The American Museum of Natural History (AMNH) seeks a Curatorial Associate in connection with the reinterpretation and re-installation of the Northwest Coast Hall, which is now underway. The position is responsible for coordinating and assisting in all aspects of curatorial research and documentation for the project. S/he will conduct substantive anthropological and historical research on issues related to the Hall and the cultures represented and will be responsible for outreach, planning, and logistics in support of work with First Nations advisors, including arranging advisor visits to AMNH; videoconferences and other communications, as well as curatorial visits to Northwest Coast communities and museums. S/he will manage the project budget and, as directed by the Curator, will assist in interfacing among the various AMNH departments engaged in the project.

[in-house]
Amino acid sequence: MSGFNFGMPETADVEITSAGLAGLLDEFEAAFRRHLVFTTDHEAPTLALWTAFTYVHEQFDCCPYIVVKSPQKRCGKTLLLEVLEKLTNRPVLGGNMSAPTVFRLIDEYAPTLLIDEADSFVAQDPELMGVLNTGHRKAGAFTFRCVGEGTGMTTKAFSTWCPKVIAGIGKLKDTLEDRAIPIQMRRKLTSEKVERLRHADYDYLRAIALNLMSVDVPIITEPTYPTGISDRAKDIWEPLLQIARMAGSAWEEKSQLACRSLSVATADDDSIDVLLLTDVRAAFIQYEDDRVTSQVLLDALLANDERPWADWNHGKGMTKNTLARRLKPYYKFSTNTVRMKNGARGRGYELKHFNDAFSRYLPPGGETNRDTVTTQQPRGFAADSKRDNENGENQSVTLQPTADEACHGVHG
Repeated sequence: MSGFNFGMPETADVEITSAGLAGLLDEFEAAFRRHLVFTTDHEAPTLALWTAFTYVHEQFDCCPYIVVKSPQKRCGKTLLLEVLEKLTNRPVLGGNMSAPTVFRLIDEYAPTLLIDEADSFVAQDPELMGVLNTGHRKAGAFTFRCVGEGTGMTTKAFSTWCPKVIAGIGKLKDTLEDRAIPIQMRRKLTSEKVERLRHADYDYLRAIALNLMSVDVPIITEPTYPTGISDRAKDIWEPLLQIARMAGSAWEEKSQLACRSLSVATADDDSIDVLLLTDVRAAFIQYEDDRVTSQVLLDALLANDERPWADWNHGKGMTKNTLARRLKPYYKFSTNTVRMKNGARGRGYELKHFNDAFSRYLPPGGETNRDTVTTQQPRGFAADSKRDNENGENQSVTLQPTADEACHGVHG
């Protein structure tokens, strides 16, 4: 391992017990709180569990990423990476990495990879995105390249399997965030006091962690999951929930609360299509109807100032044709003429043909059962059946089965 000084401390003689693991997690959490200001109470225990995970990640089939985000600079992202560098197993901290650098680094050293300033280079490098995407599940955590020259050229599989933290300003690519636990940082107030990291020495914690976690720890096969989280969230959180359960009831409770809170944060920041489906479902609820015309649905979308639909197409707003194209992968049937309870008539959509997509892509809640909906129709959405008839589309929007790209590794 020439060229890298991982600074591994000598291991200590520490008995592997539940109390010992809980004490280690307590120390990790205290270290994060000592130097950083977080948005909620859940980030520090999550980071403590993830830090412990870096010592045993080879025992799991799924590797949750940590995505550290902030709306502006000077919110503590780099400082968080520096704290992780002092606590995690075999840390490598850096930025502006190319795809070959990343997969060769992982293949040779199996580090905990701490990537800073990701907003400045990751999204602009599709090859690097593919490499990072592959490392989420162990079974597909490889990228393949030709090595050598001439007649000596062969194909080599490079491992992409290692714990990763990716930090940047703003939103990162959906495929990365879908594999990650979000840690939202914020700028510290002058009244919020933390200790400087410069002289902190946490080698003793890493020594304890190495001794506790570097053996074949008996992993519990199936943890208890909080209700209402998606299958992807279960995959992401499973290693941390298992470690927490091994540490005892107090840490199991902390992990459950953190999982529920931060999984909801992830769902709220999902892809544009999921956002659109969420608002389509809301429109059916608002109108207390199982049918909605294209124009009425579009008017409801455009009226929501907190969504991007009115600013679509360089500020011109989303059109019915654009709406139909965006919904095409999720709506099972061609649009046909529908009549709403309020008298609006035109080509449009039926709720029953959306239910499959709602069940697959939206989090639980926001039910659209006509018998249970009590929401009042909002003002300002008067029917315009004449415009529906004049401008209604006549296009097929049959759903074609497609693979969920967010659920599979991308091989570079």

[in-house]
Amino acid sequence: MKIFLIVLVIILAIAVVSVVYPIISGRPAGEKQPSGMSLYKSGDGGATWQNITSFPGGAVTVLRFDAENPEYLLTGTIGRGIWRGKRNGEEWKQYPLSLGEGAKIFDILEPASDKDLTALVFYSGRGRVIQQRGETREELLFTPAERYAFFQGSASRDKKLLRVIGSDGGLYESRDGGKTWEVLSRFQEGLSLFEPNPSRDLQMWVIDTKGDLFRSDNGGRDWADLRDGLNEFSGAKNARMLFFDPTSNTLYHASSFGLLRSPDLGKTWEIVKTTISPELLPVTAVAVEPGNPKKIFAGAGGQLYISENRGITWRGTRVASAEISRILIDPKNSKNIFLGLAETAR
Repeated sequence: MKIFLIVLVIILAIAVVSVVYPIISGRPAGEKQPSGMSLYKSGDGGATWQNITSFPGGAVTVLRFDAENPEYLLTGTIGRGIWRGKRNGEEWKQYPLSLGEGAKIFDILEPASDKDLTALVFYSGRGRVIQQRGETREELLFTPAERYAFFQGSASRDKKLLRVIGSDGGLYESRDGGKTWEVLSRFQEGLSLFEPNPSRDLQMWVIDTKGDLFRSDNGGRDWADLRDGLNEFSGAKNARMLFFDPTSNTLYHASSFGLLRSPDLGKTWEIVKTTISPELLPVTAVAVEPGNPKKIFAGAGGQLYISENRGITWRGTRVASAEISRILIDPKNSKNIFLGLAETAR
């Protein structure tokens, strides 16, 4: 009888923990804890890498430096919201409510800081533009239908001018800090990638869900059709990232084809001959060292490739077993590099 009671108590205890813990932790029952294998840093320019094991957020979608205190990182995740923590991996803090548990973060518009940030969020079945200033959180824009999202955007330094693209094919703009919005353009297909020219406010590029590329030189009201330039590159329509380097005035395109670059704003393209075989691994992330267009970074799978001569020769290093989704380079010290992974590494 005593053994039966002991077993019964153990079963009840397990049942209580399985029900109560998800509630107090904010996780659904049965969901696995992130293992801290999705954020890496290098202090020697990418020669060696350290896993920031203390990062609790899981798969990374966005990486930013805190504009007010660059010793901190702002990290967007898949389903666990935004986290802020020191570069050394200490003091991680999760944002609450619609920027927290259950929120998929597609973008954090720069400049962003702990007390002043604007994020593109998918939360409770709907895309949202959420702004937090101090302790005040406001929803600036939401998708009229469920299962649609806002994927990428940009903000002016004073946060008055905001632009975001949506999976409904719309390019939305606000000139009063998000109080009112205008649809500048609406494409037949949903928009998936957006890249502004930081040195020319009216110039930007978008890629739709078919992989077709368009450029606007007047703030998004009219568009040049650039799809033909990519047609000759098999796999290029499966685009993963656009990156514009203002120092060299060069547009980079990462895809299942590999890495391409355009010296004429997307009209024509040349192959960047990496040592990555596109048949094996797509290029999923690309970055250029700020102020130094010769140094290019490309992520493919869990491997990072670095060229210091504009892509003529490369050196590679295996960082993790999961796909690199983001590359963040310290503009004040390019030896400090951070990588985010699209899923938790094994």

This 22-month position begins immediately and comes with a competitive salary and excellent benefits, commensurate with experience and skills.
B.A. or higher in Anthropology or Native American studies. Advanced degree preferred. Knowledge of and field experience with First Nations communities in the Pacific Northwest is highly desirable. Five years' experience with science or other museums, in exhibition, education, and/or public communication, highly desirable. Excellent research, organizations, and communication (written and verbal) skills and strong project management skills required.
CV's should be sent to: Dr. Peter Whiteley, Curator of North American Ethnology, firstname.lastname@example.org
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The American Museum of Natural History was founded in 1869, and the Museum’s first scientific department was Anthropology, established in 1873. The current Division of Anthropology comprises five curators and a support staff of 40. Current curators specialize in biological anthropology, North American archaeology, North American ethnology, Mesoamerican archaeology, South American ethnology, and Asian ethnology. The Division includes staff members who work in collections management, archives, digital imaging and database management, objects conservation, and cultural resources. The collections of the Division number more than 500,000 objects, including biological specimens and artifacts from past and current cultures around the world.